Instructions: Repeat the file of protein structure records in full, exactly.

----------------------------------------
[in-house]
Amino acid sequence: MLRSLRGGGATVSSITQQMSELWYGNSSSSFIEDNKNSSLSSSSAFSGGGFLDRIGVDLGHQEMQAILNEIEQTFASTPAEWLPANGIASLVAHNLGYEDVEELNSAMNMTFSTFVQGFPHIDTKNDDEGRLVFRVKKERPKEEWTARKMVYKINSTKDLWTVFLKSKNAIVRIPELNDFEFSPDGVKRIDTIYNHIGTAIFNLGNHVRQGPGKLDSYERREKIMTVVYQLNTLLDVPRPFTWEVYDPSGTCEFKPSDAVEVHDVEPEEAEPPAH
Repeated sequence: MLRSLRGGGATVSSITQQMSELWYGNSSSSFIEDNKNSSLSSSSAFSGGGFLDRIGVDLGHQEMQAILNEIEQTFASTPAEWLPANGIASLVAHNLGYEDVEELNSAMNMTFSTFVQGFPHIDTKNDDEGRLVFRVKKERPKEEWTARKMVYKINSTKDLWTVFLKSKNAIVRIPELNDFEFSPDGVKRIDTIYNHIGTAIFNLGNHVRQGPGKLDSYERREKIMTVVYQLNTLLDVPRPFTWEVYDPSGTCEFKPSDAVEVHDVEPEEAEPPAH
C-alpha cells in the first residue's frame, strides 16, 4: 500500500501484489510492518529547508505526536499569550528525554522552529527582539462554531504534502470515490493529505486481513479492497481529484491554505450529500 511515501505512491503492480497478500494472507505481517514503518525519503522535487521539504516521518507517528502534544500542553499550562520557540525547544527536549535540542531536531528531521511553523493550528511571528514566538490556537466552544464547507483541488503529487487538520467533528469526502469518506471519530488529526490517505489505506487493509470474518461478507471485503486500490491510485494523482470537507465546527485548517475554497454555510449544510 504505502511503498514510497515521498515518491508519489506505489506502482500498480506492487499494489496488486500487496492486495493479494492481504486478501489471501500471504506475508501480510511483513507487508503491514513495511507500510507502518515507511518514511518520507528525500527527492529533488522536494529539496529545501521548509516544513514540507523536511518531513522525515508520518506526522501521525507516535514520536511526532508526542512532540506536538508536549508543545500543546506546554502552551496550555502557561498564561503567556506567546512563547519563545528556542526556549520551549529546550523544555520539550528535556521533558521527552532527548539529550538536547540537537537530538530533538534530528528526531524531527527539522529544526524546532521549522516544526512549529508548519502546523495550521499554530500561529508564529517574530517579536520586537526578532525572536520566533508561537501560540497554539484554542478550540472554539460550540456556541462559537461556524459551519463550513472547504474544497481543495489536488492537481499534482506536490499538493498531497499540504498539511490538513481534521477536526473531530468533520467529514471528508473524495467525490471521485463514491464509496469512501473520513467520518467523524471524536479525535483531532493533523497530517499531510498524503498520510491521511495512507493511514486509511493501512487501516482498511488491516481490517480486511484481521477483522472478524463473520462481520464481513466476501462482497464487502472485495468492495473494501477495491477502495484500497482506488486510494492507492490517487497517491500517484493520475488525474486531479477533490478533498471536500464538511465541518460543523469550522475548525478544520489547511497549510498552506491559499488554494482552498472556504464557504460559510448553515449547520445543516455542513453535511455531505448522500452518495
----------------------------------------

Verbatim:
[in-house]
Amino acid sequence: MLRSLRGGGATVSSITQQMSELWYGNSSSSFIEDNKNSSLSSSSAFSGGGFLDRIGVDLGHQEMQAILNEIEQTFASTPAEWLPANGIASLVAHNLGYEDVEELNSAMNMTFSTFVQGFPHIDTKNDDEGRLVFRVKKERPKEEWTARKMVYKINSTKDLWTVFLKSKNAIVRIPELNDFEFSPDGVKRIDTIYNHIGTAIFNLGNHVRQGPGKLDSYERREKIMTVVYQLNTLLDVPRPFTWEVYDPSGTCEFKPSDAVEVHDVEPEEAEPPAH
Repeated sequence: MLRSLRGGGATVSSITQQMSELWYGNSSSSFIEDNKNSSLSSSSAFSGGGFLDRIGVDLGHQEMQAILNEIEQTFASTPAEWLPANGIASLVAHNLGYEDVEELNSAMNMTFSTFVQGFPHIDTKNDDEGRLVFRVKKERPKEEWTARKMVYKINSTKDLWTVFLKSKNAIVRIPELNDFEFSPDGVKRIDTIYNHIGTAIFNLGNHVRQGPGKLDSYERREKIMTVVYQLNTLLDVPRPFTWEVYDPSGTCEFKPSDAVEVHDVEPEEAEPPAH
C-alpha cells in the first residue's frame, strides 16, 4: 500500500501484489510492518529547508505526536499569550528525554522552529527582539462554531504534502470515490493529505486481513479492497481529484491554505450529500 511515501505512491503492480497478500494472507505481517514503518525519503522535487521539504516521518507517528502534544500542553499550562520557540525547544527536549535540542531536531528531521511553523493550528511571528514566538490556537466552544464547507483541488503529487487538520467533528469526502469518506471519530488529526490517505489505506487493509470474518461478507471485503486500490491510485494523482470537507465546527485548517475554497454555510449544510 504505502511503498514510497515521498515518491508519489506505489506502482500498480506492487499494489496488486500487496492486495493479494492481504486478501489471501500471504506475508501480510511483513507487508503491514513495511507500510507502518515507511518514511518520507528525500527527492529533488522536494529539496529545501521548509516544513514540507523536511518531513522525515508520518506526522501521525507516535514520536511526532508526542512532540506536538508536549508543545500543546506546554502552551496550555502557561498564561503567556506567546512563547519563545528556542526556549520551549529546550523544555520539550528535556521533558521527552532527548539529550538536547540537537537530538530533538534530528528526531524531527527539522529544526524546532521549522516544526512549529508548519502546523495550521499554530500561529508564529517574530517579536520586537526578532525572536520566533508561537501560540497554539484554542478550540472554539460550540456556541462559537461556524459551519463550513472547504474544497481543495489536488492537481499534482506536490499538493498531497499540504498539511490538513481534521477536526473531530468533520467529514471528508473524495467525490471521485463514491464509496469512501473520513467520518467523524471524536479525535483531532493533523497530517499531510498524503498520510491521511495512507493511514486509511493501512487501516482498511488491516481490517480486511484481521477483522472478524463473520462481520464481513466476501462482497464487502472485495468492495473494501477495491477502495484500497482506488486510494492507492490517487497517491500517484493520475488525474486531479477533490478533498471536500464538511465541518460543523469550522475548525478544520489547511497549510498552506491559499488554494482552498472556504464557504460559510448553515449547520445543516455542513453535511455531505448522500452518495